Wednesday, December 2, 2015.
The Pre-Winter Chill Dinner @ Bon-Ton Café.
My calendar is infamously full of observances that have meaning to me alone. Today's is a movable feast, and recalls a combination high-and-low point in my career.
It was a cold Friday evening in mid-December. A couple of months before, I became the editor of New Orleans Magazine, a great break in my young (I was only twenty-three) journalistic career. I was putting in long hours not only in reworking the magazine, but learning on the job. The office and the neighborhood (Gravier between Magazine and Camp) had long since emptied out for the day. In 1974, this was strictly an industrial area, and after the workers knocked off, the whole area was deserted
And there I was, walking up empty Magazine Street, the temperature dropping as the winds began to blow litter and dirt around. It was chilly in every sense of the word.
Then I felt some warmth against my cheek. A gas lamp. Then another one, the pair illuminating the entrance of the Bon Ton Café. It was the favorite restaurant of Joe David III, the owner of New Orleans Magazine. He and I dined there frequently, so I knew what I would find inside. More warmth. Comforting food with a Cajun touch. It was the perfect place for dinner that night. I don't remember what I ate, but whatever it was left a lasting impression.
I walked back out onto the dark, unpopulated street, with three more blocks between my car and me. But somehow it didn't feel so forbidding. I remember whistling as I walked.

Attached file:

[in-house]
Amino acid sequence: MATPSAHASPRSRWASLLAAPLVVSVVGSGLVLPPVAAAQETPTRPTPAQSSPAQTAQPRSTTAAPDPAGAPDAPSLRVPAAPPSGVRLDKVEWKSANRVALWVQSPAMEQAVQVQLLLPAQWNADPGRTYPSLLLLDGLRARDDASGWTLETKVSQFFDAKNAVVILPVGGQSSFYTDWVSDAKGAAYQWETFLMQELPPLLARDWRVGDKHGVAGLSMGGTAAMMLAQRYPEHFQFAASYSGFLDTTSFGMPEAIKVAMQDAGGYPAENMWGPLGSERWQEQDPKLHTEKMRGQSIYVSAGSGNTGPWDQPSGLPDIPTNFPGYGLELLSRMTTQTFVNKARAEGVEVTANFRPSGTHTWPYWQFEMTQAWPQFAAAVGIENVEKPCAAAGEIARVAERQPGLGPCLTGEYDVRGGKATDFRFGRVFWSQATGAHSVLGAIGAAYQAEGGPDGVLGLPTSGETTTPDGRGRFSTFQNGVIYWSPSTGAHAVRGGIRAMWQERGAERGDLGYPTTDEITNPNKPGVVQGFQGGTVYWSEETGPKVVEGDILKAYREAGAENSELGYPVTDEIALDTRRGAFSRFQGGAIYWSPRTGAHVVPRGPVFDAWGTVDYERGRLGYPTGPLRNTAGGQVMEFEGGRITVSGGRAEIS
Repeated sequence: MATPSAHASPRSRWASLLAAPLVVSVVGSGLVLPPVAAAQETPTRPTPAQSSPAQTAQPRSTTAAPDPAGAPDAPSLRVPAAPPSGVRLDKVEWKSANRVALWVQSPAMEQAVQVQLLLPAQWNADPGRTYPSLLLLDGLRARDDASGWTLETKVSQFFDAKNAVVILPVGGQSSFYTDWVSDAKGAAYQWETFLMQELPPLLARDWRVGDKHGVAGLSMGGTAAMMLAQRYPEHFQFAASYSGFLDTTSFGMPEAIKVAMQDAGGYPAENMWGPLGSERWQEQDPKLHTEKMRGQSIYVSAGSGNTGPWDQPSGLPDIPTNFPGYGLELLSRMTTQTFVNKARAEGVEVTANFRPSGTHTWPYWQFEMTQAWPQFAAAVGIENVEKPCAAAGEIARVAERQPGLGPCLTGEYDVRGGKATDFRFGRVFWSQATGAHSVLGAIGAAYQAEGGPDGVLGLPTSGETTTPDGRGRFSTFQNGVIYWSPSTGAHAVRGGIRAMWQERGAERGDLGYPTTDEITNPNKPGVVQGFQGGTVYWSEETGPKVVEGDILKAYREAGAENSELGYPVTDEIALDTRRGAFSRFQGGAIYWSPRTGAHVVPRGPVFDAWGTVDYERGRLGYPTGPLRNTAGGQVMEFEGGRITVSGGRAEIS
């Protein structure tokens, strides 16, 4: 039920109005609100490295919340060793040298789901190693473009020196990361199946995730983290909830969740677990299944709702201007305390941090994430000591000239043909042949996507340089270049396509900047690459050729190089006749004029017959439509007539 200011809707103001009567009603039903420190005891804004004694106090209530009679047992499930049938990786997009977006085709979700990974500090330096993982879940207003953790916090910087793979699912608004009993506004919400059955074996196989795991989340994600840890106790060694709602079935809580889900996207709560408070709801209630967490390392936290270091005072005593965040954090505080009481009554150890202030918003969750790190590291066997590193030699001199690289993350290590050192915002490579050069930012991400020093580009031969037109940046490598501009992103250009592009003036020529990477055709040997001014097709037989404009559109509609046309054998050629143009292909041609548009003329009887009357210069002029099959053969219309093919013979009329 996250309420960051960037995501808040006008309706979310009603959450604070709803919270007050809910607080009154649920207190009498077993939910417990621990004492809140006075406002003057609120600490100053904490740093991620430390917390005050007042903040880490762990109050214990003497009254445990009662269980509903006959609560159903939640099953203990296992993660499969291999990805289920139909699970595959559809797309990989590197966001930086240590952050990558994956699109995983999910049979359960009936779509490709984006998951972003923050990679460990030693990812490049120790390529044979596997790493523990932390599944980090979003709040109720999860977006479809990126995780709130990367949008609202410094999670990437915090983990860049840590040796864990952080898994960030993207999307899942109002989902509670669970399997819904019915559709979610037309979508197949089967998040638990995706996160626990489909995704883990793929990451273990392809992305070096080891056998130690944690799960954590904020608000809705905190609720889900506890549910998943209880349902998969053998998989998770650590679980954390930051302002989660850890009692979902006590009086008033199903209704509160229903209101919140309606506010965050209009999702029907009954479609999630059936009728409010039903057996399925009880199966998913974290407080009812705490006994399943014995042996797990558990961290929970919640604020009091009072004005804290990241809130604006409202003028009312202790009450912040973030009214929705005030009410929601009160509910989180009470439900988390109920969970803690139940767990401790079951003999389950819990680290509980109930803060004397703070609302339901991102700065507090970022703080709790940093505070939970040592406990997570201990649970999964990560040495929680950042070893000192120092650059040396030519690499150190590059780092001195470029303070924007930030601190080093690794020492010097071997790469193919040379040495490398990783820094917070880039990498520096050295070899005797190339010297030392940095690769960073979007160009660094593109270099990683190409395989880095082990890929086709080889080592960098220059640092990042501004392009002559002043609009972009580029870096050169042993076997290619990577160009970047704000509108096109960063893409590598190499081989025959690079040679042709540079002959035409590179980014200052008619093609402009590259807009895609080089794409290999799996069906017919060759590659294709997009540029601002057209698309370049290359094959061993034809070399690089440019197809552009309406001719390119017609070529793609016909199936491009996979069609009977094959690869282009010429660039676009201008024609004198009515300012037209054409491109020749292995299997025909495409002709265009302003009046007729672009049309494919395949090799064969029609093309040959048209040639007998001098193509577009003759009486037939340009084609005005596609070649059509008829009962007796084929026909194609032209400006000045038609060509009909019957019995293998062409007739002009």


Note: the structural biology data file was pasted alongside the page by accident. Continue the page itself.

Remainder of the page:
The radio station is across the street from the Bon Ton. And every year, on the first cold weather of December, I return to the restaurant to recall the warmth. I get the Christmas spirit then and there. And I smile from the time I feel that first chilly wind all the way through dinner. Everybody in the place seems to know why I am there. Or am I just imagining that?
Tonight I start with fried crawfish tails and catfish fingers. Then a shrimp remoulade salad. (They need to pick their lettuces more carefully.) And then oysters Alvin, named for Al Pierce, who ran the restaurant from the 1950s until he retired. His nephew Wayne Pierce took over, with a philosophy of changing nothing, especially the recipes and the kitchen staff.
Oysters Alvin are fried and sauced with a variation on the brown meuniere we find around town. A pile of only slightly dirty rice is in the center of the plate, with oysters all the way around it. The waitress says that I had this last year, too. I don't remember.
Bread pudding, of course. The Bon Ton is famous for that. Coffee. The place fills up with people in town for a convention of workboat operators. They seem happy, too.
Wayne Pierce sits with me for awhile. He is unaware that his restaurant has moved from fourth place in terms of venerability among New Orleans restaurants to third. A few weeks ago, Commander's Palace announced that a study of real estate records in the late 1800s revealed that while the building that encloses Commander's was there in 1880--the year the restaurant has always given as it founding--it wasn't a restaurant until 1893.
But the Bon Ton also had some old evidence turn up in recent years, in an original copy of a newspaper. It shows clearly that the Bon Ton was open at least by 1887.
So here is the 1800s Club as of today:
Bon Ton Café (1887, perhaps earlier)
Commander's Palace (1893)
Wayne was surprised and pleased to learn this.
I released my table to the waiting workboat guys, who will spend more money than I will. Somehow, I know I will be here next year at this same time. That's the first good news for the New Year.
Bon Ton Cafe. CBD: 401 Magazine. 504-524-3386.